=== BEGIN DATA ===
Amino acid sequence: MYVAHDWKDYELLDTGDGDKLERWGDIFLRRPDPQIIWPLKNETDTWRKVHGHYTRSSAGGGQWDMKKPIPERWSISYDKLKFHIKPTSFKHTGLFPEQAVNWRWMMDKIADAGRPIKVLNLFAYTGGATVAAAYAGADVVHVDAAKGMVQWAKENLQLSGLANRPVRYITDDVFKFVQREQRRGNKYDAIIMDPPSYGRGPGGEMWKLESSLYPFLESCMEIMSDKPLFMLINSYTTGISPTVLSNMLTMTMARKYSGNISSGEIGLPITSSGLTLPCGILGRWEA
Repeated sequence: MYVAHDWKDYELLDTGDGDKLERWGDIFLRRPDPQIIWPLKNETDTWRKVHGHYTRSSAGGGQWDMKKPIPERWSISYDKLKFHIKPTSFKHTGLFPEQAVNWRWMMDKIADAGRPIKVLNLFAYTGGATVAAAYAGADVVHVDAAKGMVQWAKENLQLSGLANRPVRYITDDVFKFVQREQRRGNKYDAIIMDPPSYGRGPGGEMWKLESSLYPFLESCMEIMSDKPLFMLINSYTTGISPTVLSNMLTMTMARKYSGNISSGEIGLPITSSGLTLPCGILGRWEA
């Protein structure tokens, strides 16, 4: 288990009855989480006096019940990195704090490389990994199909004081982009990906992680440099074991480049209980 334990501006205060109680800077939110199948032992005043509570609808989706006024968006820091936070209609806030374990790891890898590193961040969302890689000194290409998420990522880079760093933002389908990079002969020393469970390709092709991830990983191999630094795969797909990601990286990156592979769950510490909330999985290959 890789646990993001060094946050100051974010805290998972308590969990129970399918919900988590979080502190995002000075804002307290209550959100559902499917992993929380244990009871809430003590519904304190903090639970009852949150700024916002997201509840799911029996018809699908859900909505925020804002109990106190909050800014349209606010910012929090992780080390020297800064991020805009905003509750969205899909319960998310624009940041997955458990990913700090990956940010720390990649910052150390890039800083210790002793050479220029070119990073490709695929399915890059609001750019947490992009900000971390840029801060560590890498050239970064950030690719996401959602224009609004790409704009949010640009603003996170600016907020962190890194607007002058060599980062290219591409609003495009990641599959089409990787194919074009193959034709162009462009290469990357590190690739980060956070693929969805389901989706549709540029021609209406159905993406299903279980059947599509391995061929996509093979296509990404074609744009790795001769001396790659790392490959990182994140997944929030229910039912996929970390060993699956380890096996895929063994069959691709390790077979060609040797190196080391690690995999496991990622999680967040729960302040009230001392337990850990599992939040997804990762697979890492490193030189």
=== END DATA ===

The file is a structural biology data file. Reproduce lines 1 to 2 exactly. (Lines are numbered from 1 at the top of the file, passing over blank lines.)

Amino acid sequence: MYVAHDWKDYELLDTGDGDKLERWGDIFLRRPDPQIIWPLKNETDTWRKVHGHYTRSSAGGGQWDMKKPIPERWSISYDKLKFHIKPTSFKHTGLFPEQAVNWRWMMDKIADAGRPIKVLNLFAYTGGATVAAAYAGADVVHVDAAKGMVQWAKENLQLSGLANRPVRYITDDVFKFVQREQRRGNKYDAIIMDPPSYGRGPGGEMWKLESSLYPFLESCMEIMSDKPLFMLINSYTTGISPTVLSNMLTMTMARKYSGNISSGEIGLPITSSGLTLPCGILGRWEA
Repeated sequence: MYVAHDWKDYELLDTGDGDKLERWGDIFLRRPDPQIIWPLKNETDTWRKVHGHYTRSSAGGGQWDMKKPIPERWSISYDKLKFHIKPTSFKHTGLFPEQAVNWRWMMDKIADAGRPIKVLNLFAYTGGATVAAAYAGADVVHVDAAKGMVQWAKENLQLSGLANRPVRYITDDVFKFVQREQRRGNKYDAIIMDPPSYGRGPGGEMWKLESSLYPFLESCMEIMSDKPLFMLINSYTTGISPTVLSNMLTMTMARKYSGNISSGEIGLPITSSGLTLPCGILGRWEA